A couple of years ago, I was spitballing with some friends about a garage sale short film idea. We discussed a scene where a couple talked seriously in the foreground while (a la Blake Edwards) something physically comedic happened with a different couple in the background. The idea hit us that those kind of moments could be interactive. Meaning a viewer could hit a button and go into the background to see what was happening with that other couple.
I approached Josh with my little schtick-and-bit script. He loved it, and further suggested fleshing out all the couples, writing three complete, concurrent story lines that had their own arcs that were equally important. Each couple’s story would happen in real time in sync with the others, and the audience could cut from one couple to another at any point.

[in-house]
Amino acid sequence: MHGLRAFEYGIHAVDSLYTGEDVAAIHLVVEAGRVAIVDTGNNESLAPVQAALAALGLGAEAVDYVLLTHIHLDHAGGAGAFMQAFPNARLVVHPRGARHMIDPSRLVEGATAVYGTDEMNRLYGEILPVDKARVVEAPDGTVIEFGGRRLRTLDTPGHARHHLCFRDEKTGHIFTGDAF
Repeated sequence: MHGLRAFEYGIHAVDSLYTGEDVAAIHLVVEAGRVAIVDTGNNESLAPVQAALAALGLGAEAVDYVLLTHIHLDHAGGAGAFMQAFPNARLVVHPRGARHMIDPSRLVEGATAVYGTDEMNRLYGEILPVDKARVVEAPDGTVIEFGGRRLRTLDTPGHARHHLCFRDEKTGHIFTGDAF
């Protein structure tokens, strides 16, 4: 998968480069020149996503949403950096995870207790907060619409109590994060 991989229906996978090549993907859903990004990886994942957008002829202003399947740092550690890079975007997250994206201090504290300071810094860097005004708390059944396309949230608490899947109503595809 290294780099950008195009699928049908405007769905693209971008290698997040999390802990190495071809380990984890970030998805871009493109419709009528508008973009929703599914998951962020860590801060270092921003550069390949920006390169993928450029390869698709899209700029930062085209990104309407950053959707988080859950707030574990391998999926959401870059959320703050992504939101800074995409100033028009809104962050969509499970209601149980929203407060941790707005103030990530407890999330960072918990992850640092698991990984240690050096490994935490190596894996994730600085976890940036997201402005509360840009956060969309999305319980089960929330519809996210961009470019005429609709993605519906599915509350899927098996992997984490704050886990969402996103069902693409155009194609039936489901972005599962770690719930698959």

Josh saw what it could be, that it could be an opportunity to expand the viewers experience and make it truly interactive. All I heard was “THREE SIMULTANEOUS SCRIPTS THAT HAVE TO SYNC UP!" I didn’t speak for a while and eventually whined, “Oh god… ok... But how do I write that?” Josh came up with the idea of writing it with the page set up in landscape with three
identically spaced columns, so every couple had their own column. That way I could, more or less, keep track of time and also have a visual sense of the three stories happening all at once as I was writing.